3 Discounters with Strong Chart Action

07/19/2012 9:00 am EST

Focus: STOCKS

Kate Stalter

CMO & Senior Financial Advisor, Better Money Decisions

If the economy continues to falter, discount retailers are likely to continue attracting customers. Some of these companies are showing solid sales and earnings growth, along with promising technicals, writes MoneyShow’s Kate Stalter.

Though Monday’s retail-sales numbers were disappointing, plenty of fund managers and advisors continue to have confidence in certain sectors of retail. In particular, discounters continue to be in favor.

As has been widely reported in the financial media, DJIA component Wal-Mart (WMT) rallied to an all-time high last week. Target (TGT), which is often evaluated alongside Wal-Mart even though the customer bases are not necessarily identical, is trading at its best levels since October 2007.

But some of the “deeper discount” stores that cater mainly to lower-income customers are also in rally mode. Dollar General (DG) is pulling back in a gradual, orderly manner after its July 10 all-time high of $56.04. It closed Monday just above its five-day exponential moving average.

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The company has reported double-digit revenue growth in seven of the past eight quarters. Earnings grew at rates of 14% or more in the past eight quarters.

This falls into the category of newly public company, having made its NYSE debut in November 2009, when private-equity firm Kohlberg Kravis Roberts (KKR) sold its shares.

Right now, the stock is still a bit frothy, and needs some time to consolidate. In addition, selling pressures remain throughout the major indices, despite Friday’s upside moves—which, incidentally, occurred on low volume.

The weekly chart shows that the stock has been essentially range-bound since late June, holding above a July 5 interim low of $53.02. It’s trading about 8% above its 50-day moving average.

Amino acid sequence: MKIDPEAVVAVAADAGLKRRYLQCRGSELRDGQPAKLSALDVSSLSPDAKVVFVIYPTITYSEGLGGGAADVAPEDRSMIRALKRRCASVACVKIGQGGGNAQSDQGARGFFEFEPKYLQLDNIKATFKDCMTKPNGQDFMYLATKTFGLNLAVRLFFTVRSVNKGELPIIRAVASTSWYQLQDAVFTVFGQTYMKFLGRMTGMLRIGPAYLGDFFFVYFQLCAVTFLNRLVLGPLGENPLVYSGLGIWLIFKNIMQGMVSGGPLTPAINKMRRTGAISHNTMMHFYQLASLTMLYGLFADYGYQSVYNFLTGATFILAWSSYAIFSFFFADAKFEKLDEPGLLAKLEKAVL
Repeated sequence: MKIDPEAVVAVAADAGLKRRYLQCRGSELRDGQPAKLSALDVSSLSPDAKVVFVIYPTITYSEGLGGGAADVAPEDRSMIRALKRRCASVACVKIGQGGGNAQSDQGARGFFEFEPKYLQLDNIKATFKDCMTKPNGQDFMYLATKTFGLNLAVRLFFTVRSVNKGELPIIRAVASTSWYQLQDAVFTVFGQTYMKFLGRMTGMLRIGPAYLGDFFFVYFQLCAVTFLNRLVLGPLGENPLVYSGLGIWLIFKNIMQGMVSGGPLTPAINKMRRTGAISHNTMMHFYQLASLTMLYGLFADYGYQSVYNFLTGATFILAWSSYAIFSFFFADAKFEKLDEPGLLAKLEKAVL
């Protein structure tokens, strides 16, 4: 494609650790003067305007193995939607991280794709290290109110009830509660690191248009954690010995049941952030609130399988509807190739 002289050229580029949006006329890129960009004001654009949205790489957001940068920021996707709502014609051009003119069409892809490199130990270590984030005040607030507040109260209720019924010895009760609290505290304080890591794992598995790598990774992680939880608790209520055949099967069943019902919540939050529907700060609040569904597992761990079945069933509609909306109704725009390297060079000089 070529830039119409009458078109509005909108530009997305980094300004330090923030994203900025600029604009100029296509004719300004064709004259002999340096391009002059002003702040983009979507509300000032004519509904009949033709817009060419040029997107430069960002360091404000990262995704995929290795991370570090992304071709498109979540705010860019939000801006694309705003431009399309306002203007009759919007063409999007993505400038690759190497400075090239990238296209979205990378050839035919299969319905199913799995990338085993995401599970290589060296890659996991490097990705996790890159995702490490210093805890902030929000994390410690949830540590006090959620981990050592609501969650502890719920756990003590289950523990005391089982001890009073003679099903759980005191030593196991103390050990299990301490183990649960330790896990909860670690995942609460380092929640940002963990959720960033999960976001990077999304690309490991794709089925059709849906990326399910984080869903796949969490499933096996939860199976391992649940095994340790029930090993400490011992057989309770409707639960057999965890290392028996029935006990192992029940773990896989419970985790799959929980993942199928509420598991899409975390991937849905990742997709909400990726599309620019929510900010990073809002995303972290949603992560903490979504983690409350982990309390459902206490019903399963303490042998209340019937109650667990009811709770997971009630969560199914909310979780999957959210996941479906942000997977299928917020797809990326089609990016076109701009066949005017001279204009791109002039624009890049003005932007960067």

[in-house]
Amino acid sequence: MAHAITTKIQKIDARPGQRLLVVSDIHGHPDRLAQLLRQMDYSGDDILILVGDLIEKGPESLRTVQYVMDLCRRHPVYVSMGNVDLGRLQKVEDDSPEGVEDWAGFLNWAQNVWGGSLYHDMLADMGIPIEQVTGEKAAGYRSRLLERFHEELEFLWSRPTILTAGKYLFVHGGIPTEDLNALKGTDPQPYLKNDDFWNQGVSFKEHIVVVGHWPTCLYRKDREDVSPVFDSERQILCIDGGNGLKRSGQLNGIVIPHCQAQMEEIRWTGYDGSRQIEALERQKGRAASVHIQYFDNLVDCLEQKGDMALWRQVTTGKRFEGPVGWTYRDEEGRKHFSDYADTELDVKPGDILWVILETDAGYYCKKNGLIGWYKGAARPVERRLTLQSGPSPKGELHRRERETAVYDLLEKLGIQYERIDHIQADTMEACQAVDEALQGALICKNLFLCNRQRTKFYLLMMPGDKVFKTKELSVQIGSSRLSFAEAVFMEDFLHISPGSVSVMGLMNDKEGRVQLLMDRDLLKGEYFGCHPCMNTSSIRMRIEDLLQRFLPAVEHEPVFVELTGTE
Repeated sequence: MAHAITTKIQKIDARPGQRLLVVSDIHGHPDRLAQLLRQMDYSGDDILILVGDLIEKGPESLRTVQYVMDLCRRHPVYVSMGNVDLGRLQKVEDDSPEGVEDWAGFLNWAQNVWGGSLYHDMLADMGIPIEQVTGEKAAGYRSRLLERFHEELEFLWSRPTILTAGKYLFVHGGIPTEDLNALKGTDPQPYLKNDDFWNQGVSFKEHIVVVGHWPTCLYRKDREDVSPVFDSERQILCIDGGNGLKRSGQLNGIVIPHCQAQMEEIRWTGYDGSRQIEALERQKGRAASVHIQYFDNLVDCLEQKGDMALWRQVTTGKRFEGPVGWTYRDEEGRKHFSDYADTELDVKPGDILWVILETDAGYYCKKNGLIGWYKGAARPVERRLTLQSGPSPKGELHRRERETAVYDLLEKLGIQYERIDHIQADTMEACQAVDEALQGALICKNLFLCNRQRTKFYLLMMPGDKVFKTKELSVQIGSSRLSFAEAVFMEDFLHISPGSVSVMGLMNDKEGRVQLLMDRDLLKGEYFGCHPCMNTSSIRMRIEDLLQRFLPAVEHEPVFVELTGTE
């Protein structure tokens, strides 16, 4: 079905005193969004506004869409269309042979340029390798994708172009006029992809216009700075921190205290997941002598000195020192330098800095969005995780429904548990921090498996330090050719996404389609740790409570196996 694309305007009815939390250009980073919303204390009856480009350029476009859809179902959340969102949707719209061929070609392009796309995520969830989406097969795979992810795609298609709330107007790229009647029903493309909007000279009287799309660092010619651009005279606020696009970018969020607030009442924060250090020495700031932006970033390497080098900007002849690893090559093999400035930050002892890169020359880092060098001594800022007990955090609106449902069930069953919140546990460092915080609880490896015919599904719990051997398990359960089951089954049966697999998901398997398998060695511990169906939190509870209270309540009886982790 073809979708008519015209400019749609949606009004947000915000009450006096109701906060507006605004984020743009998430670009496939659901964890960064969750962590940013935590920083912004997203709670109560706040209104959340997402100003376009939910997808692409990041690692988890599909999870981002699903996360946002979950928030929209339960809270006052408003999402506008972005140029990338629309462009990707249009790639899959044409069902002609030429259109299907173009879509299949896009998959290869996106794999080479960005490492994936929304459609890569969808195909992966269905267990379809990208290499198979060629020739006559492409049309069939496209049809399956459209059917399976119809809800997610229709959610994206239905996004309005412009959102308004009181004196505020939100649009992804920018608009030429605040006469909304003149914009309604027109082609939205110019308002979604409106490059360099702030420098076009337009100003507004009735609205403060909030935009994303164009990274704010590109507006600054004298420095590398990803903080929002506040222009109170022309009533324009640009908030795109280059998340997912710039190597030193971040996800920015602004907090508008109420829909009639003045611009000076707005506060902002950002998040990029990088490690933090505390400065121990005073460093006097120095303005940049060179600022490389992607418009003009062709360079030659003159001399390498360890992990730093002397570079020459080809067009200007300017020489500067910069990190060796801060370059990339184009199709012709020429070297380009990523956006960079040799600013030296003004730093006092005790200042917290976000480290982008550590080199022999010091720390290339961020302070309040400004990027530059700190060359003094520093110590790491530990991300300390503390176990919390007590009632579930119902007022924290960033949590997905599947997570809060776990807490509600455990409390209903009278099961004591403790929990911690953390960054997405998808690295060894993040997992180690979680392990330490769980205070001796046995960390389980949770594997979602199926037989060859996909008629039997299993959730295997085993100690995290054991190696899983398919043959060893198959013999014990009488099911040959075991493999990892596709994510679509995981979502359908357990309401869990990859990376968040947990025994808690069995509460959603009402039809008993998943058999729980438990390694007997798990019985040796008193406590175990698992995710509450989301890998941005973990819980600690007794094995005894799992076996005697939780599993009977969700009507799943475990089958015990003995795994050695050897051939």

Analysts see Dollar General earning $2.81 per share this year, up 19%.

A similar business trading near its peak is Dollar Tree (DLTR), which closed Monday at $52.51, 0.1% below its five-day line, and 7.6% below its June 20 high of $56.82.

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The weekly chart shows that the stock is finding support near its ten-week moving average. That’s often a good technical entry point, provided the general market is in a confirmed uptrend.

The revenue performance, in terms of growth rates, has been similar to that of Dollar General. The company is seen earning $2.48 per share this year, up 23% over 2011.

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Family Dollar (FDO), another company from the discount retail sub-sector, has been forming a sloppier consolidation than some of its industry peers, but still has some potential.

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It’s trading just below its ten-week average, down 8.6% from its June 14 high of $74.73. If it continues to hold somewhere in the vicinity of that key price line, that would be a bullish sign, indicating further technical potential for the stock.

Even with the current pullback, Family Dollar is up more than 18% year-to-date.

Though I track stocks that rally during times of market weakness, I don’t dismiss a name that’s consolidating or basing when the indices are also correcting, or showing volatility.

When a solid market uptrend is confirmed, the majority of price leaders hail from the ranks of stocks that pulled back along with the market in the previous correction. In other words, stocks correcting in tandem with the averages often emerge as leaders in a fresh market-wide rally.

Finally, I wanted to mention another discount retailer that’s scheduled to go public this week. Five Below is a Philadelphia-based company that operates stores targeting teens and pre-teens. Merchandise is priced between $1 and $5.

The company is expecting to raise $154 million in an offering of 9.6 million shares, priced between $15 and $17 apiece. On Tuesday, it increased the deal size. The previous price range had been $12 to $14 per share. That upsizing indicates strong demand for the offering.

Another indication of the stock’s potential is that some of the heavy-hitter variety of underwriters are behind the offering. Lead managers are Goldman Sachs (GS), Barclays (BCS), and Jefferies. The company reported $322 million in revenue for the 12 months ended on April 28.

The stock is slated to list on the Nasdaq under the ticker FIVE.

At the time of publication, Kate Stalter did not own positions in any of the stocks mentioned in this column.

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